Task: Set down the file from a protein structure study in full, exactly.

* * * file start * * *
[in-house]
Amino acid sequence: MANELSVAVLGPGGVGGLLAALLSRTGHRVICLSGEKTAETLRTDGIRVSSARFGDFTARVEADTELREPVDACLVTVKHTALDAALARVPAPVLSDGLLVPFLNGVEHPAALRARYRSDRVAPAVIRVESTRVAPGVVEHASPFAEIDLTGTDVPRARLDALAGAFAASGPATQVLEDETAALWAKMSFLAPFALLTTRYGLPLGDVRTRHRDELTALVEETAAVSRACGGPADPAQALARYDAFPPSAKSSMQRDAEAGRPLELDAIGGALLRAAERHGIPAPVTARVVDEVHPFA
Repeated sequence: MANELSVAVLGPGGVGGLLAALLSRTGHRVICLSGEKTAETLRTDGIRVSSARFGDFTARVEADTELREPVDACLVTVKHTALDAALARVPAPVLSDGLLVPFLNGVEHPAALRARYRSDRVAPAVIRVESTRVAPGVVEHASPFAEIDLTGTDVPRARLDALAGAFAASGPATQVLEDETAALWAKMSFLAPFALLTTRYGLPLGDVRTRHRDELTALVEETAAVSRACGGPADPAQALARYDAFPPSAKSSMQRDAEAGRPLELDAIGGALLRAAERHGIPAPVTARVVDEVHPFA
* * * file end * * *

[in-house]
Amino acid sequence: MANELSVAVLGPGGVGGLLAALLSRTGHRVICLSGEKTAETLRTDGIRVSSARFGDFTARVEADTELREPVDACLVTVKHTALDAALARVPAPVLSDGLLVPFLNGVEHPAALRARYRSDRVAPAVIRVESTRVAPGVVEHASPFAEIDLTGTDVPRARLDALAGAFAASGPATQVLEDETAALWAKMSFLAPFALLTTRYGLPLGDVRTRHRDELTALVEETAAVSRACGGPADPAQALARYDAFPPSAKSSMQRDAEAGRPLELDAIGGALLRAAERHGIPAPVTARVVDEVHPFA
Repeated sequence: MANELSVAVLGPGGVGGLLAALLSRTGHRVICLSGEKTAETLRTDGIRVSSARFGDFTARVEADTELREPVDACLVTVKHTALDAALARVPAPVLSDGLLVPFLNGVEHPAALRARYRSDRVAPAVIRVESTRVAPGVVEHASPFAEIDLTGTDVPRARLDALAGAFAASGPATQVLEDETAALWAKMSFLAPFALLTTRYGLPLGDVRTRHRDELTALVEETAAVSRACGGPADPAQALARYDAFPPSAKSSMQRDAEAGRPLELDAIGGALLRAAERHGIPAPVTARVVDEVHPFA